DANIEL SWANSONGREELEY, CO
Denver media is calling the high altitude "a real problem" for the Cowboys. I understand the challenges that are associated with altitude, but these are professional athletes with oxygen on the sidelines. Should there be "a real" cause for concern here? Thanks! Go Cowboys!
Bryan:I think it's more of a problem if you don't run, block and tackle. If you want a the real problem it's the Denver Broncos roster. That's a good football team and whether you play them at altitude or below sea level they're a problem.
David:I'm sure it's going to affect the Cowboys a little bit, but it's not going to determine the outcome of this game. These are professional athletes, and they've been preparing for this environment. The Broncos have lost two home games in each of the last two seasons, so it's not as if the altitude makes them unbeatable.
SCOTT CONNORMAPLE GLEN, PA
The hallmark of Zeke's power running style always seems to grind out extra yards after the first several hits. But there are also times where he takes a Dez-like, I-won't-be-denied-an-inch style that terrifies us fans. It seems like it makes him susceptible to injury. Do you think the coaches address this with him, or is that life in the NFL when you're a speed and power back and you love contact, a la Sweetness?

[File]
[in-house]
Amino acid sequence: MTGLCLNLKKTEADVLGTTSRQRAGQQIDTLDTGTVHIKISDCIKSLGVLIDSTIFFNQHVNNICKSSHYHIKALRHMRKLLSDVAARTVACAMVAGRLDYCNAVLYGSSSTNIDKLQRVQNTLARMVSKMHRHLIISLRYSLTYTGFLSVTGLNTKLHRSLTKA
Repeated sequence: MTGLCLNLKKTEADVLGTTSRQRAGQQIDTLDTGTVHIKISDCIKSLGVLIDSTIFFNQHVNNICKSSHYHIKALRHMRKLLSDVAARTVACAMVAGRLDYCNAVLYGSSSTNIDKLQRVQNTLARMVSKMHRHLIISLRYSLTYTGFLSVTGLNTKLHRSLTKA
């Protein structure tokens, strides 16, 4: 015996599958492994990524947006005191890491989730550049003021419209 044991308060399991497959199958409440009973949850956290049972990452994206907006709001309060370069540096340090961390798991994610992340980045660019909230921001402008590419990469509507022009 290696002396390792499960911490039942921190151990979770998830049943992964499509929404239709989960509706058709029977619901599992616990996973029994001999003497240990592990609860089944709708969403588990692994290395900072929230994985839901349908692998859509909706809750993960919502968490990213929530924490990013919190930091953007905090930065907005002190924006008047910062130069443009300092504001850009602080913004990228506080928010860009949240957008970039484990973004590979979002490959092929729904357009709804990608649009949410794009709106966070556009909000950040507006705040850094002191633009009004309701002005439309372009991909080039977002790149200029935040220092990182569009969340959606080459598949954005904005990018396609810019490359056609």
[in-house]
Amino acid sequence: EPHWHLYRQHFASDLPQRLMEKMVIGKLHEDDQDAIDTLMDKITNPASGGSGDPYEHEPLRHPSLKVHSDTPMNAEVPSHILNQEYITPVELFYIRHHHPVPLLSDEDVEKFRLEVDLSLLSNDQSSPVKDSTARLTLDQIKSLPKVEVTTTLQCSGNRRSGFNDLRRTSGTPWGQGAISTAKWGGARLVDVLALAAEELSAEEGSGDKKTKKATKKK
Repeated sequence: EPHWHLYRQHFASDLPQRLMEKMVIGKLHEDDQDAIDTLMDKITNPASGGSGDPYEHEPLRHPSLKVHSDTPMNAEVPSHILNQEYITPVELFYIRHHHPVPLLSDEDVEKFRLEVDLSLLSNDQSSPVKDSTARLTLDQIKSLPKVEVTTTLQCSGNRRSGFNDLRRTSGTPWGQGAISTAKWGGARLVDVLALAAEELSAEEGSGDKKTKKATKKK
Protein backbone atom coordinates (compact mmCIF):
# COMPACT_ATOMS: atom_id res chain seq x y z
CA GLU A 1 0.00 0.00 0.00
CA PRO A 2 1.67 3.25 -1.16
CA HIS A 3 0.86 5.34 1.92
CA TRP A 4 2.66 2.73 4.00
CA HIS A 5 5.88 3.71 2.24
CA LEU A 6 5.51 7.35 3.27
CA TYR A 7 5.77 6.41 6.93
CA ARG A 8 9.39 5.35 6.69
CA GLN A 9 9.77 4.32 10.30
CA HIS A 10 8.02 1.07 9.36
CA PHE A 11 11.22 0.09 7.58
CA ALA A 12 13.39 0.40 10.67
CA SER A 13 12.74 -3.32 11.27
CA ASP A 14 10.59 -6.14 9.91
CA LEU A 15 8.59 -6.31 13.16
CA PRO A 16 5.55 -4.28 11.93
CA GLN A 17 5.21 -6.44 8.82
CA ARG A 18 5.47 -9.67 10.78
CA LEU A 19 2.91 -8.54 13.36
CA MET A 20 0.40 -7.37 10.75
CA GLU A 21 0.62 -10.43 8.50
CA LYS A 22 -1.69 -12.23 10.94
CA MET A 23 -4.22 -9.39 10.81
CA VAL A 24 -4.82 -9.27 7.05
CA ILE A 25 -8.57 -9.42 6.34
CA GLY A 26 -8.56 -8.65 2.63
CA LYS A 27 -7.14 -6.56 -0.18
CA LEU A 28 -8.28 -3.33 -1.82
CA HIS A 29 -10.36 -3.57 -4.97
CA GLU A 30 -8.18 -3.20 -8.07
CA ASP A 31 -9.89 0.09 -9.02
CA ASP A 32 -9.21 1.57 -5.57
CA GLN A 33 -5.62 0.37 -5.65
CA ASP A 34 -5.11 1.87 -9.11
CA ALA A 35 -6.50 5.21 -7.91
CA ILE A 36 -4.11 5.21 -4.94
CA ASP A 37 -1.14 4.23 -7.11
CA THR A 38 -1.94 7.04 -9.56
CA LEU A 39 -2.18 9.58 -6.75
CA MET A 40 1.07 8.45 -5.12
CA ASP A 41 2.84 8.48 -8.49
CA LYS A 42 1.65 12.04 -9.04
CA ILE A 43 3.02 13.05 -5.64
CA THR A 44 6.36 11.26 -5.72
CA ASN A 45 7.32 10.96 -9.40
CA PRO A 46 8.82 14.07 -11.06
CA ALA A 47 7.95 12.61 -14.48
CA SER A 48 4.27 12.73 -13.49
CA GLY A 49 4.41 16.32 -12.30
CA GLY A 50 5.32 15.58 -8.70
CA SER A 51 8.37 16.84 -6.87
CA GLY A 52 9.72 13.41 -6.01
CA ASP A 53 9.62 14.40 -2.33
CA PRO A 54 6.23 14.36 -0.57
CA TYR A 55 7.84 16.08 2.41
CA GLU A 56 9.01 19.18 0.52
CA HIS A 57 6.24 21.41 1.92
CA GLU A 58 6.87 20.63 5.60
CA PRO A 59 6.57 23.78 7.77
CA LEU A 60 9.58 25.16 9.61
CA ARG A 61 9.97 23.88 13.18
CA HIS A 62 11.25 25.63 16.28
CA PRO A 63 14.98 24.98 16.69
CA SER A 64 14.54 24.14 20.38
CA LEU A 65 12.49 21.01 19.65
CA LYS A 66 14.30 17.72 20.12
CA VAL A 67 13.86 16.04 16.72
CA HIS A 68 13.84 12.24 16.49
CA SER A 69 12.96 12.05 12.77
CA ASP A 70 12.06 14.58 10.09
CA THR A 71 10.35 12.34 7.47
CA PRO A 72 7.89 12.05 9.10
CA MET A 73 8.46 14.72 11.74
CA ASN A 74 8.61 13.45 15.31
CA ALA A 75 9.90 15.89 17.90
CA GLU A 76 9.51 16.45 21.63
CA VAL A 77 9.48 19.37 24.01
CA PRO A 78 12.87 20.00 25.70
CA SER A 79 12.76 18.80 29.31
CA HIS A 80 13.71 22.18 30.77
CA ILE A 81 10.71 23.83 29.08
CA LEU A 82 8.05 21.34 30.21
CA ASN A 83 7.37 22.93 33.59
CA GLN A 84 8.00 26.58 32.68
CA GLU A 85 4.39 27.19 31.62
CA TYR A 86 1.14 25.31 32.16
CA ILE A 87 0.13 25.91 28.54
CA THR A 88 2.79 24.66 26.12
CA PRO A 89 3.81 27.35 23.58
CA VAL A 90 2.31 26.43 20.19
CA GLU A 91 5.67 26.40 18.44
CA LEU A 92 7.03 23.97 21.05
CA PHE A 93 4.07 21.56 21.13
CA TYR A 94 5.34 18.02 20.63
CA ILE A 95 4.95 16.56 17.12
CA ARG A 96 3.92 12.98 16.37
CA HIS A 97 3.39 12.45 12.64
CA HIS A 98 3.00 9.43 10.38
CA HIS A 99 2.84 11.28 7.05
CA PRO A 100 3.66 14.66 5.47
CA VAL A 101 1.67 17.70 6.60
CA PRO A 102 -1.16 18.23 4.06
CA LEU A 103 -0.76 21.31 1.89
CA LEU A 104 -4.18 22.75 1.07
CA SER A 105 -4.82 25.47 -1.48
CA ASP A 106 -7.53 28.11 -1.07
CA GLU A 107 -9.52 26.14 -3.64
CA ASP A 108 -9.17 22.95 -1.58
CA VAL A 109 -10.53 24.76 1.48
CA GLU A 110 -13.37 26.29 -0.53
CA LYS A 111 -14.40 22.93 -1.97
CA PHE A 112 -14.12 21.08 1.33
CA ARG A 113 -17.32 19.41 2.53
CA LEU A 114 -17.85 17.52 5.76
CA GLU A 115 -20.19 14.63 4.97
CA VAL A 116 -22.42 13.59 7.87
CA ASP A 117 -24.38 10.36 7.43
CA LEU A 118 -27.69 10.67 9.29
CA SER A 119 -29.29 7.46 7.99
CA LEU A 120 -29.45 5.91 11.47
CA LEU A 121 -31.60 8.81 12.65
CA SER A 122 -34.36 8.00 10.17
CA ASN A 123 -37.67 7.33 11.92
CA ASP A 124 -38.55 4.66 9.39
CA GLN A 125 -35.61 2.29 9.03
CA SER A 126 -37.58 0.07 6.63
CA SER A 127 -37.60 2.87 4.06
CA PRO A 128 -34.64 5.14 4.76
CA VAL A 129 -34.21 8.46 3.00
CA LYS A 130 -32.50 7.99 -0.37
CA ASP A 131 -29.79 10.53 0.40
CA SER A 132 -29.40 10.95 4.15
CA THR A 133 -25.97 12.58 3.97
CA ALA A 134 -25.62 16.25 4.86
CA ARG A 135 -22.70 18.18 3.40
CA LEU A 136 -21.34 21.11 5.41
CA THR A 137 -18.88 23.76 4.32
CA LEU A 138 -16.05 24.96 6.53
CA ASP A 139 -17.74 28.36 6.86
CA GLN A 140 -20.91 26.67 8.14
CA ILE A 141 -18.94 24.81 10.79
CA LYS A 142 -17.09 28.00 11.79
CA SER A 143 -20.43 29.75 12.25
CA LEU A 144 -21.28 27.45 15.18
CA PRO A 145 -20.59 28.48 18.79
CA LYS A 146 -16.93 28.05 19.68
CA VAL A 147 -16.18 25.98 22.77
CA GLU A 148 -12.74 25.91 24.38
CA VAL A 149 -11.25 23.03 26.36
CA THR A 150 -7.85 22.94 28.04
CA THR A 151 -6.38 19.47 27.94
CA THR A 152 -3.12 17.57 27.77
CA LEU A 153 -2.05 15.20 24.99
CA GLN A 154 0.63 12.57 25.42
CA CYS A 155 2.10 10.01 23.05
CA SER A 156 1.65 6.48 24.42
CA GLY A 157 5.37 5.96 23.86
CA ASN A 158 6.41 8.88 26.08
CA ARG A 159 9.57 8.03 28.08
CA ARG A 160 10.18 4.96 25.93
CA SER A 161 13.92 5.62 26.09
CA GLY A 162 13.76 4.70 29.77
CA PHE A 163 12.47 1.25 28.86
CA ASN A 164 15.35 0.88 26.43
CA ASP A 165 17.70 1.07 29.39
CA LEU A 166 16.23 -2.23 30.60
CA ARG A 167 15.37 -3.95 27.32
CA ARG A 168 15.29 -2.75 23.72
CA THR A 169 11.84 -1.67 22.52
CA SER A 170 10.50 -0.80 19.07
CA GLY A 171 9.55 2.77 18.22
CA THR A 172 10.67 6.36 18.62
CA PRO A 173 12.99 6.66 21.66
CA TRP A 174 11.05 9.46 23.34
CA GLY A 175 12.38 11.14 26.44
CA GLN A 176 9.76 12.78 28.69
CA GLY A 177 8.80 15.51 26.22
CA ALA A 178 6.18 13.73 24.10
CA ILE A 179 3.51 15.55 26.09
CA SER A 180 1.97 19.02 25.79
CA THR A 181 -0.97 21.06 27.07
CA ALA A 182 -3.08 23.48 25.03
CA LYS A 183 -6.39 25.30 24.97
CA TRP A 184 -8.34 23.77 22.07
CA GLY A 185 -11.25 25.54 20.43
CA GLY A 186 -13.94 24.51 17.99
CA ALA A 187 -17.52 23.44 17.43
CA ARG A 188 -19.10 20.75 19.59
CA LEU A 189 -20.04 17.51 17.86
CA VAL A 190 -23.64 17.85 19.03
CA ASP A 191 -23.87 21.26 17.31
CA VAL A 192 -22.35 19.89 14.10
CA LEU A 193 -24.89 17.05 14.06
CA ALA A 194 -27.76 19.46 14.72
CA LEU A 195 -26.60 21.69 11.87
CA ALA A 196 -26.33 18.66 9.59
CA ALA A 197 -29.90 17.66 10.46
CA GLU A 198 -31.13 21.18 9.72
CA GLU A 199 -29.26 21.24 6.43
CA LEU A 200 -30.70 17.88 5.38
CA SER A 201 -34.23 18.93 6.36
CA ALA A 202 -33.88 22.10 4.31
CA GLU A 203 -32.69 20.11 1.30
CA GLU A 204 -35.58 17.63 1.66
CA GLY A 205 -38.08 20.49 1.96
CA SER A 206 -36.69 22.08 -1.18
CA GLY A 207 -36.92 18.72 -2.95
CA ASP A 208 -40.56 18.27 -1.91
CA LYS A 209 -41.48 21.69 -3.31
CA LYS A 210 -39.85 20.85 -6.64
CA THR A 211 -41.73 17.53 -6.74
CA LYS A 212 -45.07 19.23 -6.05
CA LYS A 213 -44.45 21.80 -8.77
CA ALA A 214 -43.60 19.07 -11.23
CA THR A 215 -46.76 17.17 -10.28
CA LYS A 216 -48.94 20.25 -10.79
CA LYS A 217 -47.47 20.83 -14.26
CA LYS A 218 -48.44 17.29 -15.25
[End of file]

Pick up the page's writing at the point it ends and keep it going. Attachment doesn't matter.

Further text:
Bryan:I understand what you're asking, but you have to just let him play. Worrying about injury will just make you sick. He knows how to protect himself and his body type helps him survive those extra hits. By the end of the game, defenders don't want to tackle him, either.
David:I have never once watched Ezekiel Elliott run with concern that he might get injured, to be honest. His strength and his power are uncommon, even at the NFL level, and I've never gotten the feeling that he was a fragile guy. Obviously, injuries can happen on any play, but Zeke's durability has always been impressive. I think you just let him do his thing.